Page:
The Sacred Dance of the Irish Circus: Rural Ireland and Traveling Shows and Showpeople, 1922 -1972
A visual history of the Traveling circuses and shows that traveled the roads of Ireland between the 1920s and the arrival of television in the late 1960s and early 1970s. Professor OhAodha (pron: Oh-Hay) estimates there were more than 140 of these shows including circus shows, magic shows, revues, "fit-ups" traveling theatres who traveled Ireland during the period - and the 1940s was their zenith - partly because many performers from other countries (especially via Britain) moved to Ireland to avoid persecution (this includes continental showmen as well as Jews and Roma trying to scratch a living as roaming entertainers and performers). Because of the Emergency in Eire (1939-1945) these groups remained independent of the commercialization of the music halls, theatres and cinemas in Britain and the "end-of-pier" traditions since many newer forms of entertainment and communication were hindered by wartime isolation, poverty and lack of new product ---especially Hollywood and British films in neutral Southern Ireland--- since films, as opposed live entertainment and plays, were subject to rigorous censorship and along with long delays before release. This is a completely new area in contemporary Irish Studies. Professor OhAodha points out that little has been written about the history of circus in Ireland and there no visual culture books relating to this subject - and so the photos and the cultural history of the traveling circuses and roadside acts in rural Ireland open a new discussion of rural Ireland in the Free State, DeValera, wartime and immediate postwar years. Michael OhAodha, a champion of the Irish Language and the West of Ireland, is the author of more than forty book and is a senior faculty member at the University of Limerick.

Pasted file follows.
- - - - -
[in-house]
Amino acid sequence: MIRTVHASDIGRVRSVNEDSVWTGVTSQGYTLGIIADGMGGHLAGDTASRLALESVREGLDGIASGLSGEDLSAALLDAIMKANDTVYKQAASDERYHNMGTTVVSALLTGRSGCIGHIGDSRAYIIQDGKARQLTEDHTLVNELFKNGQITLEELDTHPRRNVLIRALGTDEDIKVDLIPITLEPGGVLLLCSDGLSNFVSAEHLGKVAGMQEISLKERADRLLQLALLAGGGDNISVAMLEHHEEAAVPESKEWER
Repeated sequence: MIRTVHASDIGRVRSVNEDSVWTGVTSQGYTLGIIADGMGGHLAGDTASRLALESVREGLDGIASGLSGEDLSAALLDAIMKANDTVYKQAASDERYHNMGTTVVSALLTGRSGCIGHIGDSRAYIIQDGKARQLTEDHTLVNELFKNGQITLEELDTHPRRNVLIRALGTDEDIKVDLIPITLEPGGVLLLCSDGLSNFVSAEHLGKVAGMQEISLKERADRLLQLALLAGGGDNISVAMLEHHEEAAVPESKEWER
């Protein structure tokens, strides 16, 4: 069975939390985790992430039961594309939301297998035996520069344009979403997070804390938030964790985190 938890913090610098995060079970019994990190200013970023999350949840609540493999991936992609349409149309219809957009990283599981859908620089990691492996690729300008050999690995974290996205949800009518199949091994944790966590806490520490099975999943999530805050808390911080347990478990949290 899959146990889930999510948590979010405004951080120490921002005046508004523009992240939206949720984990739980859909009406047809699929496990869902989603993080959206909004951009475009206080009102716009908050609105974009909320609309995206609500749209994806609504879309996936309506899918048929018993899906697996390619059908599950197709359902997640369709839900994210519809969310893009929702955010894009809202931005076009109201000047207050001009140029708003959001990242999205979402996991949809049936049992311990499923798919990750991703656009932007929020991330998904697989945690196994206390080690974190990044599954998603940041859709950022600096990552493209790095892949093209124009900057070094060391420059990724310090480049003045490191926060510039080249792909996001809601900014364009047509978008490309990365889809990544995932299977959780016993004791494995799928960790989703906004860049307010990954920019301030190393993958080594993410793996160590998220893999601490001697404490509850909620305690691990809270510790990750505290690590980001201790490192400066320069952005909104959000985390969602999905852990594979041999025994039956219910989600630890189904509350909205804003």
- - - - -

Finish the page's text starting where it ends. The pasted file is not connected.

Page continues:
What people are saying - Write a review
We haven't found any reviews in the usual places.